• Bottom-Up Innovation: How will you enable bottom-up innovation and ensure your team uses AI responsibly?
  • Bia:sHow do you ensure fairness and mitigation with AI systems to prevent discriminating against groups, ethnicities, genders, or demographics?

Examples of Guiding Principles from Google:

  • Be socially beneficial, taking into account a broad range of social and economic factors.
  • Avoid creating or reinforcing unfair bias, acknowledging the complexity of distinguishing fair from unfair biases.
  • Be built and tested for safety, with strong safety and security practices to avoid unintended results.
  • Be accountable to people, providing opportunities for feedback, explanations, and appeal.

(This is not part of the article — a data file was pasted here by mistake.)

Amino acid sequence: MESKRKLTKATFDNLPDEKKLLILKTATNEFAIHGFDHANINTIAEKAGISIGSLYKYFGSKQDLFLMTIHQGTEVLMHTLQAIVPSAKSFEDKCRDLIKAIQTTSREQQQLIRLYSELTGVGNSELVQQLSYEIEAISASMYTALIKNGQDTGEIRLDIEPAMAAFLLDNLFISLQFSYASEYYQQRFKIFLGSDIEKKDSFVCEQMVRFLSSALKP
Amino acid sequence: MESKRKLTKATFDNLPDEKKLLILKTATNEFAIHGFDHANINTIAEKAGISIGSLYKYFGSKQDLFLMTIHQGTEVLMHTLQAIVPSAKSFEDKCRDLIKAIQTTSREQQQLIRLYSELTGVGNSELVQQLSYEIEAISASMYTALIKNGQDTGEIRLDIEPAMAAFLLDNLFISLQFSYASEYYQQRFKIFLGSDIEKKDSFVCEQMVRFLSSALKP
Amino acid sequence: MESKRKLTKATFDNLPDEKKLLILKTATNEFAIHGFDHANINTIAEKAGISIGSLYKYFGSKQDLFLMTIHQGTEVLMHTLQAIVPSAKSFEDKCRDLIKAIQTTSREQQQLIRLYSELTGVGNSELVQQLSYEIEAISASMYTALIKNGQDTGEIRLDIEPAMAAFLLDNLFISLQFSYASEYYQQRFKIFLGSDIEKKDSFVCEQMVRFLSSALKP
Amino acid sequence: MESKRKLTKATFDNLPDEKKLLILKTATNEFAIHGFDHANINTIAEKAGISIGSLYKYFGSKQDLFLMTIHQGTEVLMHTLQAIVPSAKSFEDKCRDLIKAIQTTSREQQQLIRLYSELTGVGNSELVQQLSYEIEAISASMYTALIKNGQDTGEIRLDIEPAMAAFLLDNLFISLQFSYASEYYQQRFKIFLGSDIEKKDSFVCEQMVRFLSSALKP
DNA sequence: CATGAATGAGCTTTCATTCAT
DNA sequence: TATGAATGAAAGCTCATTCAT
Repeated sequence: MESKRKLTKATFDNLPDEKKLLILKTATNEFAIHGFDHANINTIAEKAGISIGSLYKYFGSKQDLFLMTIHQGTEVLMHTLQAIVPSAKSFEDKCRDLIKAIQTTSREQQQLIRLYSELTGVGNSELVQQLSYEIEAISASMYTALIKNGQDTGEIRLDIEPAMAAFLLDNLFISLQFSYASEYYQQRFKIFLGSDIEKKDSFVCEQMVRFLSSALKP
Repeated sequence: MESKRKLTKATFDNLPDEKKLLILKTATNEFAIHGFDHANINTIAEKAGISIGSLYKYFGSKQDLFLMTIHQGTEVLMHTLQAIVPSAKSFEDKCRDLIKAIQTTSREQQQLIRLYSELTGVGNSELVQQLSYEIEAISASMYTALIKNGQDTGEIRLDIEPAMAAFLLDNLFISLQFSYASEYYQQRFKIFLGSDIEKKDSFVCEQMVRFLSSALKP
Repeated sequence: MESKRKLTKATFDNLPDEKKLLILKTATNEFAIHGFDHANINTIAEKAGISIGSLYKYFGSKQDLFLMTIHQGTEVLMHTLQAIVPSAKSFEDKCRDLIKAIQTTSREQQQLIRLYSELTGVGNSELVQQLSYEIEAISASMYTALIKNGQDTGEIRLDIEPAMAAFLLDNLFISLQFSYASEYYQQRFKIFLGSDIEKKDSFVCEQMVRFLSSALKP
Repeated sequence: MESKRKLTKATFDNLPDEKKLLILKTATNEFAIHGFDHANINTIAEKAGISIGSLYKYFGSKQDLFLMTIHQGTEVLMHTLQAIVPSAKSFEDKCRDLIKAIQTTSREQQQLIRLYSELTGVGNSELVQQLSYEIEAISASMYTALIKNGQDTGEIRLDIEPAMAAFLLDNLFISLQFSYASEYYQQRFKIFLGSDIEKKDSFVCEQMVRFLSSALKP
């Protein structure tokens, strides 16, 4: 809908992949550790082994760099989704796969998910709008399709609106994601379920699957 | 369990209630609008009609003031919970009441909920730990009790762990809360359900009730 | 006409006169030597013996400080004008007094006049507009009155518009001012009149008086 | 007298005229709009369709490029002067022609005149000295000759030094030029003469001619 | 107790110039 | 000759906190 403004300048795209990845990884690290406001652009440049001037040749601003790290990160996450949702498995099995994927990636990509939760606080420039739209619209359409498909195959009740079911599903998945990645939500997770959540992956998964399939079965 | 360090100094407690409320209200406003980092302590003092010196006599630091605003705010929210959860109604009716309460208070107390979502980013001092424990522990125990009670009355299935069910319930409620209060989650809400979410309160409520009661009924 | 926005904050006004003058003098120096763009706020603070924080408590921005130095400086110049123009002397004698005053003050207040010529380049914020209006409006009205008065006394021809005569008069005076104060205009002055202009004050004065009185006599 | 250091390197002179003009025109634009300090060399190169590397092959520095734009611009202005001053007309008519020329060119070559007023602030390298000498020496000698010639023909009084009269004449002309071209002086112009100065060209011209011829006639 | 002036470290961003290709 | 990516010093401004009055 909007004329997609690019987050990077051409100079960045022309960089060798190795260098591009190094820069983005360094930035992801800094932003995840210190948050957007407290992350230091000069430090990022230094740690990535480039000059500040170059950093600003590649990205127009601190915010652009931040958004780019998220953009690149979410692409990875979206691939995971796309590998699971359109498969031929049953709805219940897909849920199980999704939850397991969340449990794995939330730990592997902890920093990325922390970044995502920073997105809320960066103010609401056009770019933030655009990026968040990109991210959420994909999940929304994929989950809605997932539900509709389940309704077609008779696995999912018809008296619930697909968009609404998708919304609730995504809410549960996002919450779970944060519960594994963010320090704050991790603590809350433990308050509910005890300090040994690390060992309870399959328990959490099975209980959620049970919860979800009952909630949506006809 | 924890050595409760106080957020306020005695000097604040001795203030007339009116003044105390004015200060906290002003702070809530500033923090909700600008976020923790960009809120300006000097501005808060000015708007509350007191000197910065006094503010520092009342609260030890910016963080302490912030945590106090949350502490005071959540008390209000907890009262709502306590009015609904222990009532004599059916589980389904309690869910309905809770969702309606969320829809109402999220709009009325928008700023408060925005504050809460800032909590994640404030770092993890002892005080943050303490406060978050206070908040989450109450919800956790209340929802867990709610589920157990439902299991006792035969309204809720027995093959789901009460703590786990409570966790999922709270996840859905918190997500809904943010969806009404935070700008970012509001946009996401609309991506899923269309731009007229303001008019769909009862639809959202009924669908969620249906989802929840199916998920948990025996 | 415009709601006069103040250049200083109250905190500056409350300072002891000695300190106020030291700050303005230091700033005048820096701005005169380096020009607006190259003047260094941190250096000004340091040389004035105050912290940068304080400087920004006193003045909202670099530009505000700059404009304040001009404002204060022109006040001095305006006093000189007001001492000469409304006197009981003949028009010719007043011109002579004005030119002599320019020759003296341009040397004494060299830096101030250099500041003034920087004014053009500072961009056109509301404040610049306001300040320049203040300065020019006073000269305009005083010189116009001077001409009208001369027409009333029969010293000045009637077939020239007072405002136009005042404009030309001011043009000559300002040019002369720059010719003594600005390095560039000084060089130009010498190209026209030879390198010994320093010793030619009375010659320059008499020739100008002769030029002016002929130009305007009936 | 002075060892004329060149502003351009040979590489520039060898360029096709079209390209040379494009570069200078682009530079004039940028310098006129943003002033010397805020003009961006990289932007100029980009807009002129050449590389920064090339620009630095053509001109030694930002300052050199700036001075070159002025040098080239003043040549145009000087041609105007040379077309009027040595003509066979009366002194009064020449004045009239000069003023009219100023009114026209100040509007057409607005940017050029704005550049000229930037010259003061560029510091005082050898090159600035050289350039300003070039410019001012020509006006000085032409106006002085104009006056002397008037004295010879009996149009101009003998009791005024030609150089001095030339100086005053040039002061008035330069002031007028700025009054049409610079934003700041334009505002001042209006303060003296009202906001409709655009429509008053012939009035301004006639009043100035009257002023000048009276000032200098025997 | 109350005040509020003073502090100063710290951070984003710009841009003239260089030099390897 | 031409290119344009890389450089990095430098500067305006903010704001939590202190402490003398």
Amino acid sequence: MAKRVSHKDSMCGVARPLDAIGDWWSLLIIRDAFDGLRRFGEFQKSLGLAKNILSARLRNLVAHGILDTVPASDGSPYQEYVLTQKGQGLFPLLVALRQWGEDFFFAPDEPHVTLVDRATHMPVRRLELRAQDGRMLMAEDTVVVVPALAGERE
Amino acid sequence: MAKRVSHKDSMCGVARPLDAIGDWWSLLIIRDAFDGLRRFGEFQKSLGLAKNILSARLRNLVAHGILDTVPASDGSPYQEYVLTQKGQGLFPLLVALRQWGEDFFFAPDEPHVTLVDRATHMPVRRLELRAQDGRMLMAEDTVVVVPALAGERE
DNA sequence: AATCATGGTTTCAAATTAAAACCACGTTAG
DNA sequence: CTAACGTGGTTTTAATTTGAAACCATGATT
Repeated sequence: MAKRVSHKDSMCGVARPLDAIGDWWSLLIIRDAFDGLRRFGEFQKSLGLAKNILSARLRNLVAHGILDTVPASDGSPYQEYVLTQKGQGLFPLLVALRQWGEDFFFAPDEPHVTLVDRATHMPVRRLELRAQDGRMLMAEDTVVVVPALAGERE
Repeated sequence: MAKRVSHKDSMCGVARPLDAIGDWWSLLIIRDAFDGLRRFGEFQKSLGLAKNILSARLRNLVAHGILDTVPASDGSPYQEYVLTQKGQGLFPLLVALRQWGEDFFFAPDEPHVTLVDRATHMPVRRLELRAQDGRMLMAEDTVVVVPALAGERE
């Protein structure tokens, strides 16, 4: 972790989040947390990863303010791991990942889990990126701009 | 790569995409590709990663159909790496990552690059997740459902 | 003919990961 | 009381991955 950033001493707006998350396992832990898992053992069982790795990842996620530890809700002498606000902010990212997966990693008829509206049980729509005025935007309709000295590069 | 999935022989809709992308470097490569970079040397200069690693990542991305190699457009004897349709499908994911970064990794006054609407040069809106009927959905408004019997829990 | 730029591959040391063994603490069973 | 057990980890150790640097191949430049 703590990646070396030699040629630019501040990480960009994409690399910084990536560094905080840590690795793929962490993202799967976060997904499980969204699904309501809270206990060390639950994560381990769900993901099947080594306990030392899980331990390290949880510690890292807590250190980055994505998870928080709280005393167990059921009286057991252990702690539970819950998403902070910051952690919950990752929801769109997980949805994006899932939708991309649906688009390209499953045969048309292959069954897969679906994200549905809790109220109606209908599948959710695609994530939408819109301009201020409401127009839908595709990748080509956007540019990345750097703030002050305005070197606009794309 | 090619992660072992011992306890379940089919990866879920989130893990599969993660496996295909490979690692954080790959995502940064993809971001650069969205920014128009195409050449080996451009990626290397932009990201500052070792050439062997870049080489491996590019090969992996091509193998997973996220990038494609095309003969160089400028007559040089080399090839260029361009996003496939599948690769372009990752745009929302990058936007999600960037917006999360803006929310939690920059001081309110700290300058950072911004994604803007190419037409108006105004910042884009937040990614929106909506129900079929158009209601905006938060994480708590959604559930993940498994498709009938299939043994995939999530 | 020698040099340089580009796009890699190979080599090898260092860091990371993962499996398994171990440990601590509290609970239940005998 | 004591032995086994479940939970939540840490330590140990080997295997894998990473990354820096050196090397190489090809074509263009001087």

• Incorporate privacy design principles.
  • Uphold high standards of scientific excellence, promoting open inquiry and collaboration.
  • Be made available for uses that accord with these principles, limiting potentially harmful or abusive applications.

Pro Tip:

Other common considerations for guiding principles when developing your AI ethics include accountability, data quality and security, equity, and transparency.

A Beginner’s AI Governance and Ethics Framework

Step 1: Define your purpose and scope.

Outline Purpose: Clearly state the objectives of your AI governance and ethics policy.

Scope: Specify the scope, including which AI systems you currently use and applications it covers.

Identify Regulations: Outline any policies you need to comply with – GDPR, CCPA, and AI ethics guidelines.